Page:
If an institution is a private one, then its passionate supporters can call that institution whatever they want.
I have been amused by the constant criticism that MUW’s enrollment issues are the result of poor marketing and inept admissions personnel.
Our Wednesday editorial on name change at Mississippi University for Women has drawn a flurry of online responses from many of the usual suspects. In that editorial, we again urged lawmakers and the public to proceed with a name change and to go with Reneau University, the name chosen through a long and painstaking process.
For the past year, I have been watching the MUW name change drama unfold from the comfort of my porch on College Street. I have heretofore kept my opinions to myself because I am a business owner in a small town, and the last thing we want to do is write letters and ruffle feathers. However, the last few articles in The Commercial Dispatch have spurred me to action.
I am writing this letter to say that I strongly support the proposed new name, Reneau University for MUW. I am a graduate of MSCW, now MUW, Class of 1945. I taught in the Art Department at MUW from 1949 to 1985.
As each day passes, the discussion surrounding the renaming of Mississippi University for Women more resembles the Abbott and Costello comedy skit, “Who’s on First?”
I just wanted to remind readers that the MUW Writers' Symposium is this Thursday (7:30 p.m.) and Friday (all day) on the MUW campus. I attended last year for the first time and was really knocked over by the entire event. I had incorrectly assumed that it was something just for very literary people and it is not. It offers a personal glimpse of the authors' creative processes and is often humorous, emotional, thought-provoking and just plain fun.
I’d like to take this opportunity to thank three gentlemen at Caledonia for going the extra mile in helping with the Caledonia Day preparation. It takes many committee members and a lot of hard work to prepare for this big event in Caledonia and everyone, including these men, have done a marvelous job in getting this together this year.
On behalf of the town of Caledonia, I would like to say a big “Thank You” to all the sponsors, vendors, stage performers, street performers, and especially to all the people who showed up for another successful Caledonia Day.
There’s gonna be a huge warehouse sale in Tupelo next week — and it ain’t on furniture. The state Tax Commission seized an estimated $20 million worth of smokes in a tax raid in April, and on Oct. 27, it plans to auction off its contraband to the highest bidders.
Organizers of a plethora of events and festivals over the weekend; David Bouchard; Heritage Academy students, parents and alumni; and Starkville citizens
Two sisters Sunday a week ago in front of the Catholic Church in the drizzling rain two Korean women were gathering the fruit from the Ginkgo trees lining College Street. The women are sisters. They live in Tuscaloosa. The older one is wearing gloves; the younger one is using tongs. They have just come from Reese Orchards in Sessums where they have been picking persimmons, a fruit popular with Asians.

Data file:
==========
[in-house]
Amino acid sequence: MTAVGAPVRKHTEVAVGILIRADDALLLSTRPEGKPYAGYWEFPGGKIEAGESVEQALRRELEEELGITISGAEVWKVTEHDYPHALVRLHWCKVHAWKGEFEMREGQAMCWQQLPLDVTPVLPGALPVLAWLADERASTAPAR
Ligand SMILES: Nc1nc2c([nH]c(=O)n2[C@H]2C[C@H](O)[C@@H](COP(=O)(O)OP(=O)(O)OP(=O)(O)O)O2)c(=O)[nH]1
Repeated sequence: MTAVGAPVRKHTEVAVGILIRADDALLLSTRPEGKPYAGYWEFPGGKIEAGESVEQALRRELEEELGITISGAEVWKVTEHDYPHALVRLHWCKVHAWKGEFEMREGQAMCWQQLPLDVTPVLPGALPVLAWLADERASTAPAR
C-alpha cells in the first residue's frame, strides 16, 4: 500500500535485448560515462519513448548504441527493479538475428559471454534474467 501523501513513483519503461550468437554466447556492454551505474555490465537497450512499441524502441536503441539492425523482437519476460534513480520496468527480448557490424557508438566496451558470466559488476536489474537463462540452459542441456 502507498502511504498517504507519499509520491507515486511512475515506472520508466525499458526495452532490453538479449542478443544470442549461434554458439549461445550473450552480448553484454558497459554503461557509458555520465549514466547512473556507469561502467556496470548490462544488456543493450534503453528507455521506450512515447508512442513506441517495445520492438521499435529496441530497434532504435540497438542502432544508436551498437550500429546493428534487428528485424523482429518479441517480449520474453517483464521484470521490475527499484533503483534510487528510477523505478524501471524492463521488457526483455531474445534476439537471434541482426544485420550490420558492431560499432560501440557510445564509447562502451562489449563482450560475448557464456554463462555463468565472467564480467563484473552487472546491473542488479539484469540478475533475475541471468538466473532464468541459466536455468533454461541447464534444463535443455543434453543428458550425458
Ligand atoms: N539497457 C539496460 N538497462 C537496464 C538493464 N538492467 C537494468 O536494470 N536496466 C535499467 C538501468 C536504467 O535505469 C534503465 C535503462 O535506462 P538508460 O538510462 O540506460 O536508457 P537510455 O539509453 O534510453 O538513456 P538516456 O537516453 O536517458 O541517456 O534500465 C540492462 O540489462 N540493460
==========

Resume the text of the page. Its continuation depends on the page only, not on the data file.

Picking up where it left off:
There comes a time for all of us when we finally feel our age. I turned 39 a few weeks ago. This is a birthday no one wants to celebrate. It’s much like 29, but 10 years worse. I recall, incredulously, that once, I actually wished to be older. Now, I want the clock to turn back, or at least slow down for a precious minute or two.
The decision by a sitting town mayor, a former state representative and two Lowndes County legislators to join a petition for a change of venue in a local capital murder case is a cautionary tale about the intersection of justice and politics. It is also a flagrant example of bad judgment by four men who should know better.
First of all I would like to say thank you to all the voters of Caledonia that elected me as alderman. I am glad to have your vote of confidence and support.
Local school districts; Caledonia Mayor George Gerhart, Sen. Terry Brown, Rep. Jeff Smith and East Mississippi Community College Entrepreneurial Development Facilitator Bruce Hanson; Starkville Parks and Recreation Department;organizers of Dream 365; and the Caledonia High School band, cheerleaders, and dance team.
At first I was upset at all the potholes on Military Road, then I saw how it was making the cars slow down to the speed limit. They are doing it to keep from tearing their cars up. And besides, look at all the money the city is saving on speed bumps. Thanks to the city constantly digging another hole and halfway filling it up, the traffic is now down to the speed limit of 30 mph. Even the cops have quit running radar on it. Look at the money they are saving there, too. I am quite sure I am not the only one who is glad the cops aren't lurking around anymore. It is also humorous to see the school buses hit them doing about 40, and see those kids in the back start bouncing around like gumballs in a gumball machine.
About a year ago I sat on an airplane somewhere on the west coast eager to get back home after a few days of hard work. At some point between our taxi and takeoff I reached for my USA Today and began to read.
Written on Saturday, Oct. 3, prior to the MSU/Georgia Tech football game. “Nice to see the faculty raises being put to good use!” joked a school administrator to an MSU professor, referring to the huge banner of Coach Dan Mullen hanging along the side of one of the stadium ramps.
The man for whom a cliché was invented died last week in Las Vegas. His name was Buxton Williams, and not once in his 62 years did he meet a stranger.
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